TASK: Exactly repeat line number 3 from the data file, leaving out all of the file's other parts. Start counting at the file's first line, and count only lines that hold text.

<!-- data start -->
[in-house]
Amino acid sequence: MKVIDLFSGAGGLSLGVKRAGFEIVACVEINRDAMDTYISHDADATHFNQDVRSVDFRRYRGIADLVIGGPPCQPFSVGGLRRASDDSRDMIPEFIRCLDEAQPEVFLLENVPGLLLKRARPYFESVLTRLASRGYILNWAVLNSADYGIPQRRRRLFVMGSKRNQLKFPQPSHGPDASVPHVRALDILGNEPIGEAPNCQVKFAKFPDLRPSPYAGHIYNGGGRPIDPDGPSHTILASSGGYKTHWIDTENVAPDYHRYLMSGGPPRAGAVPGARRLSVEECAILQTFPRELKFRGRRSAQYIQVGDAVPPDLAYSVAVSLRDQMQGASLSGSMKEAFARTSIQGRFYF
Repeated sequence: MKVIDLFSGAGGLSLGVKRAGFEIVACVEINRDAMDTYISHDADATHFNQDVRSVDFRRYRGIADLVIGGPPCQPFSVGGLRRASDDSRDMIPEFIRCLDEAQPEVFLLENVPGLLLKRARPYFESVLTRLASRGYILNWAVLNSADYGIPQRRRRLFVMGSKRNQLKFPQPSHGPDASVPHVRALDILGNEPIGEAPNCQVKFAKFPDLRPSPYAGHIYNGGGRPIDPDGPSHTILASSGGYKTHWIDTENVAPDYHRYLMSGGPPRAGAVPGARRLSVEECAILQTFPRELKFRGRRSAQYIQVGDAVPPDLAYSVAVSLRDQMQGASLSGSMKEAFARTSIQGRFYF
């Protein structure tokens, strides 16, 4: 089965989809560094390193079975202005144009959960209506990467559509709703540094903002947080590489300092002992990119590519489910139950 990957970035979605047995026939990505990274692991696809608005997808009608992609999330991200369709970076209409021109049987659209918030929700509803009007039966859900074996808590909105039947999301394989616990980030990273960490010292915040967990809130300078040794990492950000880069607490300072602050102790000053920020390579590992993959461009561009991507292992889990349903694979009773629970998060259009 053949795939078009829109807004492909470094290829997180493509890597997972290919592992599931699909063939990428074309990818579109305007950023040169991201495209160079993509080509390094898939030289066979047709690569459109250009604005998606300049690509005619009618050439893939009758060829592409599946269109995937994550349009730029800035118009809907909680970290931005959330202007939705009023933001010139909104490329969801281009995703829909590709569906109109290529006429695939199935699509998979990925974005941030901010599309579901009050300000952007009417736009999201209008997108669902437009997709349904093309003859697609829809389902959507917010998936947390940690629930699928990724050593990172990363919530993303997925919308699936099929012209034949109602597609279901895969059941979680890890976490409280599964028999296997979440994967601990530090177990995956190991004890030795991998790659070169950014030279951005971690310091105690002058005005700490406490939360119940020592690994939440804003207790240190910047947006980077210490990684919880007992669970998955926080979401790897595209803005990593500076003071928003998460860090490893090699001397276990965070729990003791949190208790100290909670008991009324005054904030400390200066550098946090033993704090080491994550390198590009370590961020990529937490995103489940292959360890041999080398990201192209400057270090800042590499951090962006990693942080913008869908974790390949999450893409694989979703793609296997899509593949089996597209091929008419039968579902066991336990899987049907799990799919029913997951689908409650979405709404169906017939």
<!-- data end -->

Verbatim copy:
Repeated sequence: MKVIDLFSGAGGLSLGVKRAGFEIVACVEINRDAMDTYISHDADATHFNQDVRSVDFRRYRGIADLVIGGPPCQPFSVGGLRRASDDSRDMIPEFIRCLDEAQPEVFLLENVPGLLLKRARPYFESVLTRLASRGYILNWAVLNSADYGIPQRRRRLFVMGSKRNQLKFPQPSHGPDASVPHVRALDILGNEPIGEAPNCQVKFAKFPDLRPSPYAGHIYNGGGRPIDPDGPSHTILASSGGYKTHWIDTENVAPDYHRYLMSGGPPRAGAVPGARRLSVEECAILQTFPRELKFRGRRSAQYIQVGDAVPPDLAYSVAVSLRDQMQGASLSGSMKEAFARTSIQGRFYF